Play ball (2)

And it's happening

The City’s Design Review Committee conditionally approved demolition of an area just south of Railroad Park to prepare for construction of the new ball park of the Birmingham Barons. The area, pictured above, is four square blocks bounded by First Avenue South (facing the park) and Third Avenue South, and 14th and 16th Streets. The hatched buildings will be taken down; noticeably unhatched is the B&A Warehouse building at the corner of 16th and First Avenue, no longer part of the project.

Conceptual--with the hope of solid urban edges

Brian Wolf of Corporate Realty presented the 2 simple documents–the demo plan and the concept ball park plan, above. The Committee’s main objection was the lack of even schematic drawings illustrating the nature of the street edges of the project. Committee member Cheryl Morgan stated her concern about the importance of the 14th Street corner, and the need for parks to have active, vibrant edges. The rest of the Committee had similar concerns. Mr. Wolf assured the Committee that much time and effort has been put into creating an active street edge, and that he’d come back in January with completed schematics showing this. In the end, given the fast-track schedule and the scale of the project, the vote was to allow only partial demolition to occur, with the remainder waiting until schematics are presented in January. The main concern of this blog has been similar to the Committee’s–having a backside of a ball park fronting a major public park is not good urban planning. That we will get even a small buffer of pedestrian-scaled architecture between sidewalk and ball park is hopeful.

Big improvement

About a year ago we posted on the unfortunate deterioration of an aging strip center in Five Points South at the corner of 19th Street and 11th Avenue South. A massive “Bail Bonds” sign that had gone up without Design Review permission seemed to symbolize the challenges of this historic commercial area’s struggle to rejuvenate. This morning, the above proposal was unanimously passed by the Committee. All existing (and mainly non-conforming) signage will be removed, and a new red sign band created to provide a unified appearance. Needless to say, there was practically cheering in the aisles. (Cohen, Carnaggio, Reynolds are the architects).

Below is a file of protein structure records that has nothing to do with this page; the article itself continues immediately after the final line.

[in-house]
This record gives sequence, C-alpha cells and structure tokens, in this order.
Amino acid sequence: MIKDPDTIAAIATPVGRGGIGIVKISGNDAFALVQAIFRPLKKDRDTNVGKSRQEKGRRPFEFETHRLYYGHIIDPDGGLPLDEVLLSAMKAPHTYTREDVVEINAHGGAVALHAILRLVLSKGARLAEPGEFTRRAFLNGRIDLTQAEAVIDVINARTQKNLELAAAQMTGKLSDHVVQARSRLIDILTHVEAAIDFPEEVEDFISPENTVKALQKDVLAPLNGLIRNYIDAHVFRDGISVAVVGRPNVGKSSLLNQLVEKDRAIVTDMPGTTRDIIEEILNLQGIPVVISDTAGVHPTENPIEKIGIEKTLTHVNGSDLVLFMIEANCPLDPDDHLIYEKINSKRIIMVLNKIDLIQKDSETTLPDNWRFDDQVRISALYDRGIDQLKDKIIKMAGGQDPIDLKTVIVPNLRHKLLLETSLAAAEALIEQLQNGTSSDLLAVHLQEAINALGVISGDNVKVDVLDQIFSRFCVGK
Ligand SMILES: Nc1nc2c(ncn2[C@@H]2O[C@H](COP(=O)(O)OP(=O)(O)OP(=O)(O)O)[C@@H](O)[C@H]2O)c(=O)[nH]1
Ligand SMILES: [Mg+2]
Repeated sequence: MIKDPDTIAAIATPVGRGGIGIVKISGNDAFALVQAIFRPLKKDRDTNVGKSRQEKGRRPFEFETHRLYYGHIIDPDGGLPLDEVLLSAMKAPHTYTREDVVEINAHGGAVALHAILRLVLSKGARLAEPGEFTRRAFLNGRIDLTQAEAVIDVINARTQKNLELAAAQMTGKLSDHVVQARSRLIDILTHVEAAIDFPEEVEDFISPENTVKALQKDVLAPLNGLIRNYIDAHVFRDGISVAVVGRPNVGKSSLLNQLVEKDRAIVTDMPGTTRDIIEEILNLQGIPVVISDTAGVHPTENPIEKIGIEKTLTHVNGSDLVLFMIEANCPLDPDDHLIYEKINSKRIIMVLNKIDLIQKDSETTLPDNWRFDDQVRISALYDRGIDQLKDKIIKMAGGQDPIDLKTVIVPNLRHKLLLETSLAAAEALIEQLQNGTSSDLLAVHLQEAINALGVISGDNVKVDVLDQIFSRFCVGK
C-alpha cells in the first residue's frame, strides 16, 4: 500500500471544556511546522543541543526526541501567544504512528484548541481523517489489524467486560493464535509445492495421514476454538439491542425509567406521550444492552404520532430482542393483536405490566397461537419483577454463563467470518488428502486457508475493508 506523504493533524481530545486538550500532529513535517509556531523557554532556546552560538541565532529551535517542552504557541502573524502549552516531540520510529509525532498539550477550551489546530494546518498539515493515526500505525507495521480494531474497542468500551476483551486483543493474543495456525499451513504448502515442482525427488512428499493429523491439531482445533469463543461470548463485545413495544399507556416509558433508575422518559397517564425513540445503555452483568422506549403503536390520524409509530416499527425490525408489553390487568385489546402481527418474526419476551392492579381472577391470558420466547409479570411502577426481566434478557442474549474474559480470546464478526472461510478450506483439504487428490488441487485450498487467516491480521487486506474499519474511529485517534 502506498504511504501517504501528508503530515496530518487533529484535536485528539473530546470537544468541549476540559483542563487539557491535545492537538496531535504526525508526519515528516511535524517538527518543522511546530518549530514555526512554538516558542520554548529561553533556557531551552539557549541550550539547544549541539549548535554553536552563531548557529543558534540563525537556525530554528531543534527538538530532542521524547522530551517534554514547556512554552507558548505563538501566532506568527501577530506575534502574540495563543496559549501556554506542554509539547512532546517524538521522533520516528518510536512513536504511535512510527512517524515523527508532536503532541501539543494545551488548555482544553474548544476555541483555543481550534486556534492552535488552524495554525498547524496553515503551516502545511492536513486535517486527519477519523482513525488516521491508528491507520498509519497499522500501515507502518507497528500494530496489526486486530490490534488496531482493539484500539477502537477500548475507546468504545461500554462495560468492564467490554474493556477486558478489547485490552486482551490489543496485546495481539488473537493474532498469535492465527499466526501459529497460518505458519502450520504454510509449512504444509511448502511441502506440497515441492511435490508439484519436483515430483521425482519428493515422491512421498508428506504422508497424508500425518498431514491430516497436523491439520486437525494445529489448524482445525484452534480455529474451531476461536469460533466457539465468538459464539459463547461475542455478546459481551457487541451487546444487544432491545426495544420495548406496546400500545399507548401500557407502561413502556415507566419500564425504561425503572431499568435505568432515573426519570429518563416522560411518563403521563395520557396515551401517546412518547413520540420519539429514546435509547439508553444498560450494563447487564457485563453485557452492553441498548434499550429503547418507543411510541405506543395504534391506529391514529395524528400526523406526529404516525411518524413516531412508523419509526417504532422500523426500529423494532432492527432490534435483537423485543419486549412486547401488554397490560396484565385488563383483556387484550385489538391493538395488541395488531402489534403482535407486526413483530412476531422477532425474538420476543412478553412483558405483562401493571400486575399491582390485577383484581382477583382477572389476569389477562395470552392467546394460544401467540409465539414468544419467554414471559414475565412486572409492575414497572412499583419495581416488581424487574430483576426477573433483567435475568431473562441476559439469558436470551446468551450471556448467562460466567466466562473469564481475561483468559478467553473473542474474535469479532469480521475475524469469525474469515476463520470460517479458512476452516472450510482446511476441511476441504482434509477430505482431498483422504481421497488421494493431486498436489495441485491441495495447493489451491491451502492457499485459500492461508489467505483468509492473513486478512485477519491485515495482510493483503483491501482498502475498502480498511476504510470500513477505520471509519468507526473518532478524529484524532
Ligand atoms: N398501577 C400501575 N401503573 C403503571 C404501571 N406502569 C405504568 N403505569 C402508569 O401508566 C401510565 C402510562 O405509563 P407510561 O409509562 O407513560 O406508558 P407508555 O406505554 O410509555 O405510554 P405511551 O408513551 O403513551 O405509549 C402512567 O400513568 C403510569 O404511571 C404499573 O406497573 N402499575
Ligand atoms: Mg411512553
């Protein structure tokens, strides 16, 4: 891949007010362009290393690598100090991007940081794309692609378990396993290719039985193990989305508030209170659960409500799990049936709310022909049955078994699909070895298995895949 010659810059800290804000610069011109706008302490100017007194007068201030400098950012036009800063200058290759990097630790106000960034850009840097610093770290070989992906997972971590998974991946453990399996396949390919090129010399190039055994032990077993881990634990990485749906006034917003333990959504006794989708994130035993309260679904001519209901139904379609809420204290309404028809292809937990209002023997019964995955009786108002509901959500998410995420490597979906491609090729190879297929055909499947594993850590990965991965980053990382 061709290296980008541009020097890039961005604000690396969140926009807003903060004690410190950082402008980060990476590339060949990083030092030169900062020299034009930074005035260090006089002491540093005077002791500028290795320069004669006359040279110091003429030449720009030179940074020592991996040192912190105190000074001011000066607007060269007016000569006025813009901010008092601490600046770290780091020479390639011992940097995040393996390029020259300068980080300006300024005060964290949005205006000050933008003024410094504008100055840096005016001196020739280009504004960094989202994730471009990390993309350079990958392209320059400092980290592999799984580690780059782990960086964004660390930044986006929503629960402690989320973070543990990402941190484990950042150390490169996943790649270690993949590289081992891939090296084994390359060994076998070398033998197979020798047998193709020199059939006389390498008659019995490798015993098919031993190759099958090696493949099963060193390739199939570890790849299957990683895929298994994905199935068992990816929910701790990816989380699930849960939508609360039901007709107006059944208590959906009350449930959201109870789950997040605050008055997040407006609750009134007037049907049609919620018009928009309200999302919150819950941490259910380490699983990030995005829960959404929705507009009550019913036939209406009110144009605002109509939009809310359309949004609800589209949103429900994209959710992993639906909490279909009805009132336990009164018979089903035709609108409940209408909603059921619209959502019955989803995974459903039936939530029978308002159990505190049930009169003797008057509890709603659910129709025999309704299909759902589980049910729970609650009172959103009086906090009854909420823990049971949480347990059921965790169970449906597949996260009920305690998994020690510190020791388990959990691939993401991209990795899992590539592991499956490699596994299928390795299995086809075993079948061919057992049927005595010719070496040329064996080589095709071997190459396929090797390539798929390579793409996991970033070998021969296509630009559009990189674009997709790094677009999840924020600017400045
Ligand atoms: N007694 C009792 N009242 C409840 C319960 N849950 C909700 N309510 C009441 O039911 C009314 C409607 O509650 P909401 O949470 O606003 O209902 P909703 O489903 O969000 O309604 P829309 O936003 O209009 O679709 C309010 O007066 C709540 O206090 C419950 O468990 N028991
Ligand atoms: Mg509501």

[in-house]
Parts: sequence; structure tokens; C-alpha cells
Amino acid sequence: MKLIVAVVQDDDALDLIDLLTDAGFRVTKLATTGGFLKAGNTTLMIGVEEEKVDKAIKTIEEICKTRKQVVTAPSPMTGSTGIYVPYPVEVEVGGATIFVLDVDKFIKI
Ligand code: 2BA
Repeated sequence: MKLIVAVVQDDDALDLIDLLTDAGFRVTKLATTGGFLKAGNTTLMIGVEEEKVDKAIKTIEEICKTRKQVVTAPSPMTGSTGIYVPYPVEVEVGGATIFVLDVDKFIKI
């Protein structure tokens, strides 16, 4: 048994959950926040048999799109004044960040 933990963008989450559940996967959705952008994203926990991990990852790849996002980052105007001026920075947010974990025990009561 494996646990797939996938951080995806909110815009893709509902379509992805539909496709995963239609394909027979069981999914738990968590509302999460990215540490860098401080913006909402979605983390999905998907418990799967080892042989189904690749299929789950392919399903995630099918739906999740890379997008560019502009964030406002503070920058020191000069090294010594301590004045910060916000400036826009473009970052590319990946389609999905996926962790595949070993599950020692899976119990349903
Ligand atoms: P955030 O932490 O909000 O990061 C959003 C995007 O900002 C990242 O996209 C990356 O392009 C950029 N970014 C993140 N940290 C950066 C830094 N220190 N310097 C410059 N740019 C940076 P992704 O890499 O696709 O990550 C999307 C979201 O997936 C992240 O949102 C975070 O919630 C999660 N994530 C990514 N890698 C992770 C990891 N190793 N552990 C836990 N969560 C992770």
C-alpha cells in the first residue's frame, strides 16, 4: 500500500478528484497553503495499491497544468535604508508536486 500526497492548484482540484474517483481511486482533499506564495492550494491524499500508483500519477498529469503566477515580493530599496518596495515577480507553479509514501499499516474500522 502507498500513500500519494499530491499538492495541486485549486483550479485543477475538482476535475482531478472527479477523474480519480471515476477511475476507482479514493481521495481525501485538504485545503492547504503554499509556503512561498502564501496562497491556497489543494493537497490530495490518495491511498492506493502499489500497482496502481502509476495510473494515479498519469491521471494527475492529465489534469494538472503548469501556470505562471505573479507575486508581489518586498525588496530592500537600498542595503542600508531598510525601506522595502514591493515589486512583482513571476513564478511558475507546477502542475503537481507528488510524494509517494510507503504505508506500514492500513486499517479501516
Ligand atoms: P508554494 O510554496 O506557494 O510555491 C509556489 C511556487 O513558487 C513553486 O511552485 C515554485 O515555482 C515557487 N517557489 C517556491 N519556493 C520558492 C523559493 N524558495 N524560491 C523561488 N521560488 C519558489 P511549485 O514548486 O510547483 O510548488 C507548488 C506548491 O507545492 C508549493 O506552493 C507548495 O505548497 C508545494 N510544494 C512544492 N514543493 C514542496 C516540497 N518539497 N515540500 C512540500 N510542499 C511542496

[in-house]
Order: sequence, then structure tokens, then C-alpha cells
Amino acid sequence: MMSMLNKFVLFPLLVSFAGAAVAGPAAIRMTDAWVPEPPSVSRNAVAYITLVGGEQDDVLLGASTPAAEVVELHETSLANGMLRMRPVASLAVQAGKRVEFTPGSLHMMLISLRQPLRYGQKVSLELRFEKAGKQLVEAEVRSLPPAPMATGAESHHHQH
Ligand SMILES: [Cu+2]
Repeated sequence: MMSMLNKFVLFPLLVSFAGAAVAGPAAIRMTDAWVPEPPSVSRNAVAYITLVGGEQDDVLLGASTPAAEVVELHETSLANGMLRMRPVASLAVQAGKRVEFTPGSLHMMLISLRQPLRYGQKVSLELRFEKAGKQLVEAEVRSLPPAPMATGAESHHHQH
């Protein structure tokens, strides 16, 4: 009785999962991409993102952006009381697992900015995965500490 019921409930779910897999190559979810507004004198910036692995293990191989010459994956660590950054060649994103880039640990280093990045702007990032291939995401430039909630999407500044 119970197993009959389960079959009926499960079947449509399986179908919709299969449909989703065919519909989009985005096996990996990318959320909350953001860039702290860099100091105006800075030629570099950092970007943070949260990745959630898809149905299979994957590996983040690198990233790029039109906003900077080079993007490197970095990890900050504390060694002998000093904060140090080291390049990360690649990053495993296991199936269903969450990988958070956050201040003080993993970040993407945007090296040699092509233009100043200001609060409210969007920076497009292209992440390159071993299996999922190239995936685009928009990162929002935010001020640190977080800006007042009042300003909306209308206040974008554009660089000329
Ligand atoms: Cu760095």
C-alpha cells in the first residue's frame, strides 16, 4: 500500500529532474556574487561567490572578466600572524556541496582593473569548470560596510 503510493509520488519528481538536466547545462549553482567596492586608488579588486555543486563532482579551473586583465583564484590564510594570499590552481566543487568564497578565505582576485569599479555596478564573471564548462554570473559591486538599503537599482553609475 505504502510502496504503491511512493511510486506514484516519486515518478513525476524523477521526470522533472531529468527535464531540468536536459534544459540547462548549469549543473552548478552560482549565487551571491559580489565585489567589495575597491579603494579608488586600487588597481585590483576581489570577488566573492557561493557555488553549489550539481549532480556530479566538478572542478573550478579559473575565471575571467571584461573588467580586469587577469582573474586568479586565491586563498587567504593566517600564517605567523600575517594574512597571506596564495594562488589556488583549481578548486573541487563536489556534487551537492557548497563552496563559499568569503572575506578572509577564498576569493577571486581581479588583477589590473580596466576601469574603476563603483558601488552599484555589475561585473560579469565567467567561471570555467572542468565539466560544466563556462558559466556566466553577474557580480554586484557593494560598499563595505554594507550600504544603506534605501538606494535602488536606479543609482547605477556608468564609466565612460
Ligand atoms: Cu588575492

More urban amenities = good

Last but not least, the above shows a major renovation of historic structures at the corner of 6th Avenue South and 22nd Street South into a music performance space and lounge, able to hold up to 1000 patrons (design by TRI Architecture and Interior Design). Located within the same block as Workplay, across the street from the Fish Market, and adjacent to the Liv on Fifth lofts, this is a major investment in downtown entertainment. Healthy cities have lots of entertainment options that make urban places attractive to the coveted younger demographic of people in their 20’s and 30’s. We wish Iron City Live Music Hall much success, and hope it inspires additional development in the area.

[thanks to Corporate Realty for the ball park plans; Cohen Carnaggio Reynolds for the Five Points rendering; and TRI for the Iron City Music Hall elevations]

50 responses to “Play ball (2)

  1. Just WOW!!!

    Thanks for the update Jeremy

  2. Great update about the ball park and other items. Thanks. Can you explain why the orientation of the ball park is such that fans in the stands will not be facing toward the railroad tracks and skyline of downtown Birmingham? That would seem, to me, to be a very pleasant view for the fans to experience while enjoying a game.

    • See other comments in response to this. Hopefully the January renderings will clarify the view issue better. At first glance it appears about half the seats face the skyline at least partially, while another half don’t. It does seem unusual. Thanks.

      • Will Sheppard

        Agreed. The stands are facing the exact opposite direction that most of them do in downtown areas. Thanks for the update, though!

  3. RE: Five Points Strip Center
    Lipstick, meet pig. Sorry, CCR. Jeremy, thanks for the optimism, but the only money that should be spent on that building would be for demo. The rendering says it all.

    • I will not disagree that ideally, the entire corner should be demolished and become a good mixed use building coming out to the sidewalk. This is what I would hope is a short-term solution to a bad situation. Clearly to make this corner excellent, we need a new project altogether. Thanks for your comment.

  4. Nice. Thanks for the updates, Jeremy. One question: any word on why the stadium orientation was changed from N to E? It seemed a lot of people were excited about the views of RRP and the Financial District skyline the former orientation would have offered. I’d also venture to guess that a northern situated field would create a rather nice and seamless transition with the park’s greenspace. Just thinking out loud. Deferring to your experience and expertise on this one.

    • As has been noted by others, the only thing I can imagine is that the edge/street context won out over skyline/ball park orientation. Angles of the sun are also very important in baseball play, and others could maybe comment on that. Thanks.

      • I’ve been told, reliably, by people involved in the project, that baseball league officials prefer this orientation. Home plate at SW corner would be less desirable because of the angle of the sun. Purely baseball reasons, not urban design reasons.